Fragments of time: chronicling the astral journey of Daft Punk


Credit: The New York Times

Jaeden Pinder, Staff Writer

Daft Punk, the French electronic duo, announced their disbandment on Feb. 22, after 28 years together.

The duo announced their split through a video uploaded to their Youtube account titled, “Epilogue. ”

The chilling video features a scene from their 2006 film “Daft Punk’s Electroma” as the robots walk across a desert in complete silence, and one self-destructs.

The end features the lone robot walking alone as an arrangement of “Touch” plays out.

Despite their relative silence throughout the late 2010s, their retirement still comes as a shock to critics and fans alike.

Leaving behind four albums, two live albums, a soundtrack and a multitude of remix albums, it’s hard to deny Daft Punk’s influence and importance in electronic music – especially in popularizing French house.

Thomas Bangalter and Guy-Manuel de Homem-Christo, the men behind the robotic guises, met in secondary school and began their musical expedition as the punk rock outfit Darlin’.

After a year, the group disbanded and Bangalter and Homem-Christo experimented with new techniques and units like the talk box and synthesizers.

The duo was inspired by the techno scene in France’s nightclubs and switched gears towards French house music.

They broke onto the scene with their first single, “Da Funk,” in 1995 and soon after released their debut album “Homework” in 1997.

The album featured the infectious single “Around the World,” which experimented with looping and what would become their signature computerized vocals. These two singles remain fundamental tracks for avid fans of the duo.

Daft Punk continued to experiment with new elements and fused genres into their later releases. In 2001, “Discovery” was released to widespread acclaim for its ability to incorporate disco and melody-driven songs.

Songs like “Harder, Better, Faster, Stronger,” and “Digital Love” showed off their prowess with up-tempo house beats while songs like “Veridis Quo” and “Something About Us” were more mellow and contained dulcet tones.

Accompanying the album was the film, “Interstella 5555: The 5tory of the 5ecret 5tar 5ystem,” which formed the basis of the music videos in this era.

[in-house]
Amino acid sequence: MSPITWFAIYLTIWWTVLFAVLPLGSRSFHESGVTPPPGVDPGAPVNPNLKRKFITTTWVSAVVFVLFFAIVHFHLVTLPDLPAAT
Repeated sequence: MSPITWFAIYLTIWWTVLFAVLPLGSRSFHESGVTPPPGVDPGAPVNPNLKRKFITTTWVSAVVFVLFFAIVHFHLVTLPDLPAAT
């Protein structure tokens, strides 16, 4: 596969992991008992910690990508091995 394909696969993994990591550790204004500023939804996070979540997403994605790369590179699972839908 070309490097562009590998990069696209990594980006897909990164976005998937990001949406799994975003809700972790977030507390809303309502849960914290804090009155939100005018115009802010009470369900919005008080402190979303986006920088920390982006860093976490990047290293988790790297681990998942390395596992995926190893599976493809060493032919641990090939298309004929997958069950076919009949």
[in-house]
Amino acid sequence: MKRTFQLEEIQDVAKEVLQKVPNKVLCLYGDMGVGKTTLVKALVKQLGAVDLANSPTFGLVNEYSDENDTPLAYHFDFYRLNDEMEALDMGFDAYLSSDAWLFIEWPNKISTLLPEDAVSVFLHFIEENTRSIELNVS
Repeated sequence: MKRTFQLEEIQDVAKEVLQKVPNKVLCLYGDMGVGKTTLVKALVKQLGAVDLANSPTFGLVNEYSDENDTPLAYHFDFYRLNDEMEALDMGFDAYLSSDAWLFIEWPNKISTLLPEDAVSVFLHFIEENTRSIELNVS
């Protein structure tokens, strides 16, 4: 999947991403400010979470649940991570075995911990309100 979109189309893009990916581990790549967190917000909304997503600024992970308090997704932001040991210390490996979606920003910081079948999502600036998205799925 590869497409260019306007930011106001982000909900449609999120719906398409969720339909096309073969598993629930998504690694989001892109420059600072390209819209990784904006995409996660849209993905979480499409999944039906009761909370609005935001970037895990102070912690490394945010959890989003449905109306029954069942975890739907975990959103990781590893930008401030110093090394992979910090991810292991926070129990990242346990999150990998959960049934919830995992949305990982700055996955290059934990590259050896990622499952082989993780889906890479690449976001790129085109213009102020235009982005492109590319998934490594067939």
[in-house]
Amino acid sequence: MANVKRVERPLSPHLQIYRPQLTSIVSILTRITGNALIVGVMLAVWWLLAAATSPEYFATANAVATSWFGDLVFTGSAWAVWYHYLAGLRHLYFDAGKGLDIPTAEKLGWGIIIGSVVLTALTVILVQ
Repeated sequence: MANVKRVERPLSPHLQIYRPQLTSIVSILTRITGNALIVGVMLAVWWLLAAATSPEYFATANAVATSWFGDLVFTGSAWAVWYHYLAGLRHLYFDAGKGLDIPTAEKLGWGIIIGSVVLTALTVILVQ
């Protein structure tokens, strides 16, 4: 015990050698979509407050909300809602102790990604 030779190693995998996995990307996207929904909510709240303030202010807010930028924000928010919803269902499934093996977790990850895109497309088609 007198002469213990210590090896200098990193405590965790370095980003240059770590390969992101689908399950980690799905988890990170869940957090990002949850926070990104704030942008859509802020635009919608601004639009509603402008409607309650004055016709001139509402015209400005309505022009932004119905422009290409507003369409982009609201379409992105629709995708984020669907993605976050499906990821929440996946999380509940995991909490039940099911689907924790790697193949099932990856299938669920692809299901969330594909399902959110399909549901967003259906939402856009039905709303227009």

Other releases include the heavier rock-influenced “Human After All,” a slew of live and remix albums, and their film score for the film “TRON: Legacy.”


Bangalter and de Homem-Christo began donning helmets to mask their identities beginning during the press circulation of “Discovery.” Already particularly reclusive, they began to refuse interviews and public appearances more often.

Their new appearances began to take the form of performance art; in a rare interview from 2000, Bangalter spoke on their transformation to Piers Martin for Vice saying, “We did not choose to become robots. There was an accident in our studio. We were working on our sampler, and at exactly 9:09 am on September 9, 1999, it exploded. When we regained consciousness, we discovered that we had become robots.”

Throughout the 2010s, Daft Punk collaborated with many artists outside of their standard releases, including Kanye West and The Weeknd, handling production in genres like industrial rap and new wave, respectively.

West had previously sampled the duo in his song “Stronger” and brought the duo onboard to create his most abrasive and punk album to date, “Yeezus.”

The match-up with West and the duo was transcendent because of their similar affinity to go against the grain. In turn, West’s partnership with the duo created a sonically renowned LP; highlights include “On Sight” and “I Am a God.”

The Weeknd recruited the duo for his 2016 album “Starboy;” Daft Punk’s credits include the title track and the single “I Feel It Coming.”

Nearly eight years after their last full-length release, Daft Punk released “Random Access Memories.” Diverging from their typical electronic house sound and looking towards funk, the album was extremely well-received, receiving four Grammy Awards including Album of the Year and Record of the Year for “Get Lucky” featuring Pharrell Williams and Niles Rodgers.

A love-letter to disco of the 70s and 80s, “Random Access Memories” feels like the most personal and introspective work in their catalog.

The album takes the listener on an interstellar journey through disco, as if you are listening to the memories of their robotic personas.

Even after 28 years in the industry, Daft Punk’s earliest cuts still feel futuristic and are revered for their originality.

Adored on and off of the dancefloor, by superfans and casual listeners alike, Daft Punk are cemented as pioneers of French house music and as paragons for electronic musicians and fans worldwide.

Some essential Daft Punk tracks:

  • One More Time (Discovery)
  • Touch (feat. Paul Williams) (Random Access Memories)
  • Indo Silver Club (Homework)
  • Harder, Better, Faster, Stronger (Discovery)
  • Digital Love (Discovery)
  • Da Funk (Homework)
  • Send It Up by Kanye West (Yeezus)
  • Face to Face (Discovery)
  • Instant Crush (feat. Julian Casablancas) (Random Access Memories)
  • Burnin’ (Homework)